Concert Review: Rihanna (Twickenham Stadium, London)
Rihanna proves why she reigns supreme as the hottest performer in the business, making history by selling out Twickenham Stadium at the age of just 25. Bigger than the Loud Tour and nastier than the Good Girl Gone Bad Tour, Rihanna has outdone herself with her best show yet. Channelling her Caribbean roots, Rihanna gyrated and thrusted in typical Bajan swagger to the 80,000 strong audience, which included her mother and father.
You think she would have toned down her sexually provocative persona for them, but why ruin a good thing? Rihanna’s explicit prowess is what makes her one of the most interesting and appealing performers of her time. Demonstrated perfectly with opening numbers ‘Phresh Out The Runway’ and ‘Birthday Cake’, Rihanna’s strides are bold and powerful, her stage presence authoritative.
Always hedonistic and rightly so, Rihanna can now add stadium shows to her list of boasts. She plays up to the idea as she launches into ‘Pour It Up’ and keeps up this theme as she reprises ‘Rockstar 101‘ from her 2009 album Rated R: ‘To be what you is you gotta be what you are / The only thing I’m missing is a black guitar’. Rife with guitar solos and inspired arrangements of tracks, Rihanna’s musicianship also makes an appearance this evening. The thing with Rihanna is that she can take on virtually any genre and win; from reggae to electro-pop, piano ballads to stadium rock.
With seven albums under her belt and over thirty singles, she has reached the stage where her discography could never be contained within a 90 minute set. Compiling the set list can’t have been easy and you could tell she kept it tight, restricting ‘Take A Bow’ and ‘Hate That I Love You’ into a medley of slow jams. This wasn’t a bad thing, though, as new songs from recent album Unapologetic are given attention. ‘Numb’ sees Rihanna fading into self-induced delirium and ‘Jump’ sees her characteristically popping her booty, emerging in red lighting while balls of fire burst all around her. With album tracks as good as these, there really isn’t much room for other favourites; notably ‘Disturbia’ and ‘Shut Up And Drive’.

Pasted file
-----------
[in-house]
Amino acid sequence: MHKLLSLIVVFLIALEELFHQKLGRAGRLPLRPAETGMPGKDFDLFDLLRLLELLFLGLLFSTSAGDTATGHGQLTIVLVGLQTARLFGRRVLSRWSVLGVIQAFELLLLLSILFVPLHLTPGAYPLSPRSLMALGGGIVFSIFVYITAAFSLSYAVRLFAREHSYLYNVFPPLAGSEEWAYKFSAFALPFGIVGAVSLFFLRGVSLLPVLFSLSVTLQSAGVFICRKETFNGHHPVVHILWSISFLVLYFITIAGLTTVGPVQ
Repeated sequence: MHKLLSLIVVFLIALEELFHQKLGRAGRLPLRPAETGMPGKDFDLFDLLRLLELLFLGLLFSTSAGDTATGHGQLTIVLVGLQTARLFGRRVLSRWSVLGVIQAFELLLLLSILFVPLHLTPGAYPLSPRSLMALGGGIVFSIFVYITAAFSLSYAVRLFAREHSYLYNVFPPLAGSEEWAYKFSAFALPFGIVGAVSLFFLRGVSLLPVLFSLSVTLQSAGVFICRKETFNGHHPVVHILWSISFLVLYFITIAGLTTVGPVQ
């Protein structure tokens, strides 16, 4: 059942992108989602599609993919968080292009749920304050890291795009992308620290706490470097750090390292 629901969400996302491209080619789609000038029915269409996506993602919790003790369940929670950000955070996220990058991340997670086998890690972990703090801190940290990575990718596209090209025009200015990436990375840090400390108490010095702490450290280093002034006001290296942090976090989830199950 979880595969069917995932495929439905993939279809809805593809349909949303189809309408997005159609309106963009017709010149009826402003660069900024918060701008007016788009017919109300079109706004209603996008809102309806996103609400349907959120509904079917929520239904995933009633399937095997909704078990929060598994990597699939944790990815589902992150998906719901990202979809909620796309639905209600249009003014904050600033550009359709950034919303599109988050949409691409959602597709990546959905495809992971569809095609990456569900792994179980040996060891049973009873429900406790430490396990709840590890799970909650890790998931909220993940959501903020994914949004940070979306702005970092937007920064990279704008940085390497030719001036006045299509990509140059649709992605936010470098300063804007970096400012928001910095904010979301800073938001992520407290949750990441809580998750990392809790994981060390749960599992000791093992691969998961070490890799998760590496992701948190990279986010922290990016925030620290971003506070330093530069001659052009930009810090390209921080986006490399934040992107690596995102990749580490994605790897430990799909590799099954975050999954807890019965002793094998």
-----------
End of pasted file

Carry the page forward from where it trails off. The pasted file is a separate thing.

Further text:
Visually, the Diamonds World Tour is symbol heavy. Numerous diamond symbols and that stylised ‘R’ Rihanna keeps trying to make happen, flash about and weave successfully into an image conscious stage design. Backdrops are key and reveal Rihanna in all kinds of get-ups, trying to make us believe she truly is the bad girl she wants to portray; Rihanna the convict, Rihanna the gangster, even Rihanna the chainsaw-wielding murderer. She makes you believe she’s America’s most wanted even if you didn’t know that already.
Her finale is the real indicator of the how much of a pop power-house Rihanna really is. Little-known song ‘We Found Love‘ starts us off and by the time the riotous ‘S&M’ is over, you’re already immersed in the massive ‘Only Girl (In The World)’. That’s not even it, as the audience erupts upon hearing the first line of ‘Don’t Stop The Music‘ only to have ‘Where Have You Been’ assault you directly after an all encompassing bombardment of the senses. Phew, that’s a lot of hits.
The encore features mega-ballads ‘Stay‘ and ‘Diamonds’. They are declarations of her strong musical career and act as mile stones for Rihanna. For those who thought they symbolised a new, more conservative image and sound for her can rest assured that she is far from toning things down. Rihanna is still firmly rated R.
For information about the remaining European tour dates visit Rihanna’s official website.